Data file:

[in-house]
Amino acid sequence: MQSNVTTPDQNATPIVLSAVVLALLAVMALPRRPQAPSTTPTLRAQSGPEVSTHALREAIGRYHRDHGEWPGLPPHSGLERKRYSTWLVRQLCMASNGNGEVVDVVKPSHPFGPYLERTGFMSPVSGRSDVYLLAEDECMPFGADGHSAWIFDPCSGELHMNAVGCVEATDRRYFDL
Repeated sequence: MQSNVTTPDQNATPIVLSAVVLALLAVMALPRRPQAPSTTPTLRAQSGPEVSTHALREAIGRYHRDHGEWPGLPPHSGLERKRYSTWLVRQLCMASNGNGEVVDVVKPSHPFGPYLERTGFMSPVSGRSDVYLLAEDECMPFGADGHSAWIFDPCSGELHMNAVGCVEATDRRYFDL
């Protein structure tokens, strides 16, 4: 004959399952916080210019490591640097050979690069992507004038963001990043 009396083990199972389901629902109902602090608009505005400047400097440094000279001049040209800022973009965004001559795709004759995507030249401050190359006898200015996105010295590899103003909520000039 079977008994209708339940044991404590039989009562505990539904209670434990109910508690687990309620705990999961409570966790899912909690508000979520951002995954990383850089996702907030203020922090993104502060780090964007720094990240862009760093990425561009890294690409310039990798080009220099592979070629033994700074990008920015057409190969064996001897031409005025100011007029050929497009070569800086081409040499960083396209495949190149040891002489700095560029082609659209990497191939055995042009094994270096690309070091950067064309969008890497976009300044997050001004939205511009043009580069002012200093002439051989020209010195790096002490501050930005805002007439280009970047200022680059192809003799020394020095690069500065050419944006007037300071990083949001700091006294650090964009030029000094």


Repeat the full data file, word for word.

[in-house]
Amino acid sequence: MQSNVTTPDQNATPIVLSAVVLALLAVMALPRRPQAPSTTPTLRAQSGPEVSTHALREAIGRYHRDHGEWPGLPPHSGLERKRYSTWLVRQLCMASNGNGEVVDVVKPSHPFGPYLERTGFMSPVSGRSDVYLLAEDECMPFGADGHSAWIFDPCSGELHMNAVGCVEATDRRYFDL
Repeated sequence: MQSNVTTPDQNATPIVLSAVVLALLAVMALPRRPQAPSTTPTLRAQSGPEVSTHALREAIGRYHRDHGEWPGLPPHSGLERKRYSTWLVRQLCMASNGNGEVVDVVKPSHPFGPYLERTGFMSPVSGRSDVYLLAEDECMPFGADGHSAWIFDPCSGELHMNAVGCVEATDRRYFDL
């Protein structure tokens, strides 16, 4: 004959399952916080210019490591640097050979690069992507004038963001990043 009396083990199972389901629902109902602090608009505005400047400097440094000279001049040209800022973009965004001559795709004759995507030249401050190359006898200015996105010295590899103003909520000039 079977008994209708339940044991404590039989009562505990539904209670434990109910508690687990309620705990999961409570966790899912909690508000979520951002995954990383850089996702907030203020922090993104502060780090964007720094990240862009760093990425561009890294690409310039990798080009220099592979070629033994700074990008920015057409190969064996001897031409005025100011007029050929497009070569800086081409040499960083396209495949190149040891002489700095560029082609659209990497191939055995042009094994270096690309070091950067064309969008890497976009300044997050001004939205511009043009580069002012200093002439051989020209010195790096002490501050930005805002007439280009970047200022680059192809003799020394020095690069500065050419944006007037300071990083949001700091006294650090964009030029000094």